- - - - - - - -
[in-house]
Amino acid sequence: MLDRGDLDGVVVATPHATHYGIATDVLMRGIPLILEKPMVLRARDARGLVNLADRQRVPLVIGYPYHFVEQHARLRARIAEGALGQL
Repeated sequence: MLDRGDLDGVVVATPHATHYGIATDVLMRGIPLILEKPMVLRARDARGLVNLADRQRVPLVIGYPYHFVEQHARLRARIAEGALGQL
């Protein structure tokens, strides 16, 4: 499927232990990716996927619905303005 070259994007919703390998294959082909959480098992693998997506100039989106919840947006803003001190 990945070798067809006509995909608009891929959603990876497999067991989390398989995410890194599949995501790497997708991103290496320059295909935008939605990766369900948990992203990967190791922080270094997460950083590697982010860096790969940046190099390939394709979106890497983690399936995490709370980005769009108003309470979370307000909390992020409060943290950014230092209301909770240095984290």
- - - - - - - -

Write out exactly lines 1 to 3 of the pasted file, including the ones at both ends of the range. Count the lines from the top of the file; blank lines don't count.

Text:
[in-house]
Amino acid sequence: MLDRGDLDGVVVATPHATHYGIATDVLMRGIPLILEKPMVLRARDARGLVNLADRQRVPLVIGYPYHFVEQHARLRARIAEGALGQL
Repeated sequence: MLDRGDLDGVVVATPHATHYGIATDVLMRGIPLILEKPMVLRARDARGLVNLADRQRVPLVIGYPYHFVEQHARLRARIAEGALGQL